Military Numismatics and the MPC Post-Fest Tour

| Mr_Norris_LKNS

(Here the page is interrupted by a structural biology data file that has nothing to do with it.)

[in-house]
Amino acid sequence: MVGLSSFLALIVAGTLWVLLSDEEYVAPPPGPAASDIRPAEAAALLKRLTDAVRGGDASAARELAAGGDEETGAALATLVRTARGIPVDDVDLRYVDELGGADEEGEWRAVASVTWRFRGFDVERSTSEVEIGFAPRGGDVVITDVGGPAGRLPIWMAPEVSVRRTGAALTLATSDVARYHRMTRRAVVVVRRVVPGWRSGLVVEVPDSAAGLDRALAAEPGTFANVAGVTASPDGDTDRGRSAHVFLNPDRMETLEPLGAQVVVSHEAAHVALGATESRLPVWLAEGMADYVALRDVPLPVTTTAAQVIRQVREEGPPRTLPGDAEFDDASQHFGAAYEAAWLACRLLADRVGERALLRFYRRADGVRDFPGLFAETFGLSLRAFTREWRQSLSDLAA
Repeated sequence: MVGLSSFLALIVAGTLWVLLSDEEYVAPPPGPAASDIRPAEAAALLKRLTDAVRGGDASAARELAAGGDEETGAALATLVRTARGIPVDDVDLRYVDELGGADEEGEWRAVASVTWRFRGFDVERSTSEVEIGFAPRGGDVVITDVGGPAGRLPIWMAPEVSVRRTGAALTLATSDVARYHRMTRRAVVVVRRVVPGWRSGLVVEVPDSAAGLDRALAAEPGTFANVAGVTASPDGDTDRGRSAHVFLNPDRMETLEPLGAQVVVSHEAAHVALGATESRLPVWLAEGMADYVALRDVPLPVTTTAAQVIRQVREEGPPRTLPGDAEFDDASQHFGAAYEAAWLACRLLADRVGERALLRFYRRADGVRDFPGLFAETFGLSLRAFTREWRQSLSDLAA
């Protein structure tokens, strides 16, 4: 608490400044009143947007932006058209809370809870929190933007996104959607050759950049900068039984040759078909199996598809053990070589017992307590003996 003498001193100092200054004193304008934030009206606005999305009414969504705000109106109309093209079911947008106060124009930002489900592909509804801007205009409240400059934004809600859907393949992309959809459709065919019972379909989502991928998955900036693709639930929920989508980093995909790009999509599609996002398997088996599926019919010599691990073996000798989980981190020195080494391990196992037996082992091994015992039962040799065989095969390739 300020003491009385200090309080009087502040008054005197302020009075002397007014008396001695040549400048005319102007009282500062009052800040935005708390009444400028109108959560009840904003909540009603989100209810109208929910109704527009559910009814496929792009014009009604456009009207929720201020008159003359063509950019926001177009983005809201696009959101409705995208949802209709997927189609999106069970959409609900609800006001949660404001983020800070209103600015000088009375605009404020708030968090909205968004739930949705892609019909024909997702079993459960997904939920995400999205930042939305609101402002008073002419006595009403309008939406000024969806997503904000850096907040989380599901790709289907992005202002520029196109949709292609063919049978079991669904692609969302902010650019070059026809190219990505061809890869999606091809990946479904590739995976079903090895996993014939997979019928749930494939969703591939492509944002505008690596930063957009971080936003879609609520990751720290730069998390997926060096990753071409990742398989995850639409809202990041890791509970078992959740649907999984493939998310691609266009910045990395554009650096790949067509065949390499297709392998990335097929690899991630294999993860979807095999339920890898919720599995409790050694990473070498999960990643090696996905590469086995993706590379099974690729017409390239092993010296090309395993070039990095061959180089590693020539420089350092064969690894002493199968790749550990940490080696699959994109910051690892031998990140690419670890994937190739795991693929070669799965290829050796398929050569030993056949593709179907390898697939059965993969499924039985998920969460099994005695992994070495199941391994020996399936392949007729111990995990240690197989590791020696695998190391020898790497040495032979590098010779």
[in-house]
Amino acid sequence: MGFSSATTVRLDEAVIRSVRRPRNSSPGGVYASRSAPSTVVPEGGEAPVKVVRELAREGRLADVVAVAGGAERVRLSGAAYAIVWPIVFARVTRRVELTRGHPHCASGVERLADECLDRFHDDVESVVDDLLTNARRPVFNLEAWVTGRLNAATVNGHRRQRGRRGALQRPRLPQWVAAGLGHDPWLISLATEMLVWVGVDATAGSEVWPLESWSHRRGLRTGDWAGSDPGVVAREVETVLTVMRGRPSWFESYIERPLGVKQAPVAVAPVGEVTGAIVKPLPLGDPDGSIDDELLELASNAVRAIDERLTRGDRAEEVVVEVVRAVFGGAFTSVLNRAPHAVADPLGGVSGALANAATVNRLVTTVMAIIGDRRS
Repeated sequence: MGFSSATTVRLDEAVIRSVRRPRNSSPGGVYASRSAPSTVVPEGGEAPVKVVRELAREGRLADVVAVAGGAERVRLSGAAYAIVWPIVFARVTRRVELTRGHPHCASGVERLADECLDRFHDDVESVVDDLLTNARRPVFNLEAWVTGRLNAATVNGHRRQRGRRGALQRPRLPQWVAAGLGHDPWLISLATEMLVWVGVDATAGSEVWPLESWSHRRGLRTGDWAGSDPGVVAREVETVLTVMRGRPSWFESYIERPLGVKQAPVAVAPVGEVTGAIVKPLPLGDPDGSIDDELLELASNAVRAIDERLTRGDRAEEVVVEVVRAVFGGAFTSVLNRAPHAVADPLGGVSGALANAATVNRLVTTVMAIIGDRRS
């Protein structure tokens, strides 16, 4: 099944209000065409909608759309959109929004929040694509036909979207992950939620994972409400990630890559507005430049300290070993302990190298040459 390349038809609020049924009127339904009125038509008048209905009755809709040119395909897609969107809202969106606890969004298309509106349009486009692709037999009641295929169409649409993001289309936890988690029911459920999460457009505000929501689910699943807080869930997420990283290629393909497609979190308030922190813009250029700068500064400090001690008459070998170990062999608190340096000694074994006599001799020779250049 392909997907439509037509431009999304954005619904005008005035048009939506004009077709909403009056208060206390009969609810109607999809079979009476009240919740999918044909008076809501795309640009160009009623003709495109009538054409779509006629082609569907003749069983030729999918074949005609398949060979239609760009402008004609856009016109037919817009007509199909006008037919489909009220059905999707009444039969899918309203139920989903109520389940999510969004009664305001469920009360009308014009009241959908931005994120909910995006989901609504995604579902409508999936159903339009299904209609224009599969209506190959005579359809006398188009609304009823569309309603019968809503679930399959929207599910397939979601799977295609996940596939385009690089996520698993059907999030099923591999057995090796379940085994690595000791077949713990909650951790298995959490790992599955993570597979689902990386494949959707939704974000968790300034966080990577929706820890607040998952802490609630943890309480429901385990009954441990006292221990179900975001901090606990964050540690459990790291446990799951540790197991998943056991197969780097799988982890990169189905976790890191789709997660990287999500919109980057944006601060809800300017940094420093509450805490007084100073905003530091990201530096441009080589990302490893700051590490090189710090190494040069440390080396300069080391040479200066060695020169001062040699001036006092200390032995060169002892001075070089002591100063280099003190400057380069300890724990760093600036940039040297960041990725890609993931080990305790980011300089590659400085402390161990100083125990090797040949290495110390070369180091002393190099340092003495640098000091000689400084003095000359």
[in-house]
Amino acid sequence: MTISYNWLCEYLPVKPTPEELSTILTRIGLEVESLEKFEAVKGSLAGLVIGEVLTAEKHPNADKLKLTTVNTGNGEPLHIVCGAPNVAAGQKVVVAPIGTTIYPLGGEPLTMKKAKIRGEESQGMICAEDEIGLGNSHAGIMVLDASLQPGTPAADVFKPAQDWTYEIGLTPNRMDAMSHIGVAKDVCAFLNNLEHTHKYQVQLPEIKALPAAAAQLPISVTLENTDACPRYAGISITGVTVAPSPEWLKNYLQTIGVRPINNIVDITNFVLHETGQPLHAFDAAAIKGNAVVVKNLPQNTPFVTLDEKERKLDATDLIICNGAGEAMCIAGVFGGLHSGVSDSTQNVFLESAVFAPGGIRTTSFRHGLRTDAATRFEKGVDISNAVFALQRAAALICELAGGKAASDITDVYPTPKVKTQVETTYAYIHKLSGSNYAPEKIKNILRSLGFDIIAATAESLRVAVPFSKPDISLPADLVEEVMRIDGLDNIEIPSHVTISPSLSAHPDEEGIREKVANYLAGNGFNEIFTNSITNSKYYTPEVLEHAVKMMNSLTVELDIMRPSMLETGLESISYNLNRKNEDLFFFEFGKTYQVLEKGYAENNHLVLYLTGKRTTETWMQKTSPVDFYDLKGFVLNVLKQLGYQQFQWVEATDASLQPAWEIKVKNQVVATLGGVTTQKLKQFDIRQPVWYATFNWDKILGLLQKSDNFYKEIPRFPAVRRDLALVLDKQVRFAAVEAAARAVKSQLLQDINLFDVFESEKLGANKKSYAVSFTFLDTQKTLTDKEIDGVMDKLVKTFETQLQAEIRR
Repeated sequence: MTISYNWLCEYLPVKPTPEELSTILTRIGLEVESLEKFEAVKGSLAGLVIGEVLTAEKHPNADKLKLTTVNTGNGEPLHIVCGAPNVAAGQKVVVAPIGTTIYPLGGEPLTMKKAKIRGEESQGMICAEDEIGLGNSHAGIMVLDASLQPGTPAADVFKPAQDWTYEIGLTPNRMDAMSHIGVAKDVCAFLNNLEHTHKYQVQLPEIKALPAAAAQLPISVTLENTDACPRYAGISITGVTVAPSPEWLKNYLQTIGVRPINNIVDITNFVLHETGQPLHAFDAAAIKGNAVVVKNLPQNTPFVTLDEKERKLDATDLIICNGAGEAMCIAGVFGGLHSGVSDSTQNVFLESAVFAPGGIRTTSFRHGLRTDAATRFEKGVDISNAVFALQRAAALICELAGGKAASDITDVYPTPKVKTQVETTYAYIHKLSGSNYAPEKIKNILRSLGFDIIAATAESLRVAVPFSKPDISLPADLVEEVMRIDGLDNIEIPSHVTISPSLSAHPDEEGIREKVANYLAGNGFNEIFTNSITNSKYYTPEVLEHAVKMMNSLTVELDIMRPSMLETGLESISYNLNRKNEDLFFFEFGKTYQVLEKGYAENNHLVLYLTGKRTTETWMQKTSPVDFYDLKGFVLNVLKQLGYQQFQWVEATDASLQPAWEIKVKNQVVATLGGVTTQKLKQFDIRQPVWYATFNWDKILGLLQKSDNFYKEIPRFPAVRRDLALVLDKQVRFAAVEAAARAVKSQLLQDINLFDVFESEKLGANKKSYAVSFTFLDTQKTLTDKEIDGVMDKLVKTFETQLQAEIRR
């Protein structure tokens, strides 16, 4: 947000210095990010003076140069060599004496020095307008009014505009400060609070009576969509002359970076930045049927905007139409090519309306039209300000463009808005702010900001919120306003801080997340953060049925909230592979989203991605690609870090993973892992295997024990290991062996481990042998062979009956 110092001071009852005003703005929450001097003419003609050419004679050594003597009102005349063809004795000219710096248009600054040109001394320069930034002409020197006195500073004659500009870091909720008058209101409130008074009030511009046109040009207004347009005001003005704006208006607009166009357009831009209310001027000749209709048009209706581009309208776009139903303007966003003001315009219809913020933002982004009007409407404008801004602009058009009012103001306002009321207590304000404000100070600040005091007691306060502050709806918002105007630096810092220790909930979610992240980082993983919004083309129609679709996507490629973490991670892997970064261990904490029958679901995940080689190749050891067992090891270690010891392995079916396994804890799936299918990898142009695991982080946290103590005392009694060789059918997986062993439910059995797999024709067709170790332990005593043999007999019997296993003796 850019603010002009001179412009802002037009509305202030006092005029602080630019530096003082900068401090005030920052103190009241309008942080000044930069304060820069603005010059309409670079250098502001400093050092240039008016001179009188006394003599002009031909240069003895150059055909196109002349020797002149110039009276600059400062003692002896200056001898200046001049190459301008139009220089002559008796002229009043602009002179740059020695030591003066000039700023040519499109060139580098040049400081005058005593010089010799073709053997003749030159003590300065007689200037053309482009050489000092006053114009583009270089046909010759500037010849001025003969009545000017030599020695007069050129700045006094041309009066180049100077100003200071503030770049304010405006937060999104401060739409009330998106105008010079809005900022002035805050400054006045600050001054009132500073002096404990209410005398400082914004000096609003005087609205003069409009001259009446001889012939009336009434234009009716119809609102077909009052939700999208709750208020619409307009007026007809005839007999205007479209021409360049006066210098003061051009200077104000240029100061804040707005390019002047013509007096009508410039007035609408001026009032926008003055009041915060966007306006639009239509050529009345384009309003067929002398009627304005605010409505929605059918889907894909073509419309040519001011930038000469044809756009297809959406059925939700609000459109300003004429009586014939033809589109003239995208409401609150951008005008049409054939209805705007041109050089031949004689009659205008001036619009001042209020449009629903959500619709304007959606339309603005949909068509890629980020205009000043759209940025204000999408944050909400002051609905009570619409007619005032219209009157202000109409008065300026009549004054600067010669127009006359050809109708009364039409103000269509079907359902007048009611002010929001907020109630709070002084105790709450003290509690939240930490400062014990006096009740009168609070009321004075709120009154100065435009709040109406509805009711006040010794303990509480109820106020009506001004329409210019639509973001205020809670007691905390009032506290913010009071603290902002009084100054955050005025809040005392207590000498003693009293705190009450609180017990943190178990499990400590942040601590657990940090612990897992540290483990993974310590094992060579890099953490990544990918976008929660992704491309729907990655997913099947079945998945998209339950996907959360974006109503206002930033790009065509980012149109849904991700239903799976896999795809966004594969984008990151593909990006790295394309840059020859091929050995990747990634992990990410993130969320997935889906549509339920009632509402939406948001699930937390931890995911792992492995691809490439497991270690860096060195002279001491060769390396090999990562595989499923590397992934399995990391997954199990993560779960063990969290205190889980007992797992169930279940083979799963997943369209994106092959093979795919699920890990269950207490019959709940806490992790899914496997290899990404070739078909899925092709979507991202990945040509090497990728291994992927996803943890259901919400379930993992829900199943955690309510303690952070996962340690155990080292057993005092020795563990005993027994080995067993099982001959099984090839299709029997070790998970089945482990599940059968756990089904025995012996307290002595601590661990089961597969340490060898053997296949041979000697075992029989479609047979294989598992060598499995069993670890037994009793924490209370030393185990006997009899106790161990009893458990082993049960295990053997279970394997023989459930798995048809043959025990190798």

Each spring, a group of military payment certificate (MPC) collectors and experts in military numismatics gather in Port Clinton, Ohio, for MPC Fest. I've been invited for several years now but with family obligations I've not yet been able to attend. Hoping to next year for their 20th Fest.This year, the MPC Fest group decided to do a post-Fest tour of military museums in the region. This was an opportunity for those Festers that had traveled from quite a ways to make double-duty of their travel budgets and take advantage of being here to see some really great museums of military history... some of which, of course, include items of numismatic interest. One of the best military museums in the world is the National Museum of the United States Air Force, located at Wright Patterson Air Force Base, Ohio. When my son and I found out the MPC Festers were planning to visit it, we thought, well, since we can't make the Fest this weekend, maybe we can meet up with some of them at the NMUSAF instead. So we did.We met with several Festers and a spouse or two that made the trek to the Museum. We already knew Fred Schwan from meeting him at the huge annual D-Day reenactment in Conneaut, Ohio (www.ddayohio.us), but we had not yet met Joe Boling. Fred and Joe co-wrote the book "World War II Remembered: History In Your Hands, A Numismatic Study" (https://www.amazon.com/World-War-II-Remembered-Numismatic/dp/0931960401). We were glad to meet Joe and his wife, along with Bill, Mike, Dave, and Brett (who is involved with the Central States Numismatic Society). We toured around looking at all the amazing aircraft and historic exhibits, which included a couple of notable numismatic items in the WW2 hangar: a long example of a "short snorter" (the type with banknotes from various countries taped together end-to-end), and a display regarding a rather infamous example of another type of short snorter, the type where one would gather signatures of many people on a single note. I say infamous because typically the signatures gathered would be of friends, military unit-mates, or famous figures and celebrities whenever they were encountered. This note had signatures of 25 high-ranking individuals, but not any who the typical US GI would have considered friends. They were the leaders of the Japanese war machine, and the signatures were collected on a post-war 100 yen note by an American guard at the Sugamo Prison, where the accused were being held during their trials for war crimes. Included on the note was the signature of Hideki Tojo, probably the most recognizable Japanese name to the American public at the time aside from Emperor Hirohito. (Hirohito was not put on trial, per an agreement between the Allies and Japan as part of their surrender.) Of those who signed the banknote, a handful ended up being executed (including Tojo), but most served prison terms before being released.Military history and numismatics overlap in many ways. Wars not only cost a country a lot of money to wage, they also have effects on the forms of currency themselves. Coin collectors will encounter these effects sooner or later; whether they realize the connections or not is a matter of how much history the collector knows. Even if history isn't one of your main interests, a knowledge of it helps you understand the changes in coinage and currency that you see as you sort through and collect these items. The disappearance of metals like silver, copper, and nickel from coins and their replacement with metals like zinc, steel, tin, or even ceramic or fibrous materials is often an indication of the toll of wartime material shortages. The changes in national symbols on coins and paper money from certain areas can be indicators of a change in governments effected by war, as nations are conquered and occupied, and then later liberated. This only touches on national currency used by civilian populations. There is an entire subset of numismatics dealing with coins, currency, and other financial items made for the exclusive use of military personnel from various nations: Allied Military Currency (AMC), Military Payment Certificates (MPC), military currency or "canteen money", transfer currency to be used to transfer between war zones, etc... even banknotes included in escape kits for fliers shot down over foreign territories. Wars have affected most American families in that most people had a family member involved in one in some way or another. I had a brother in the Vietnam War, four uncles in WW2, a grandfather in WW1, a direct ancestor in the French and Indian War, and many more relatives in the military from the American Revolution through the Civil War to modern times. Making the connection between wartime numismatics and family history just makes the hobby all that more interesting... at least to my son and me. This is what makes this subset of numismatics so fascinating to many people.The NMUSAF is always a fun place to visit, but this trip we were most happy to be able to talk with these experts and make some new friends.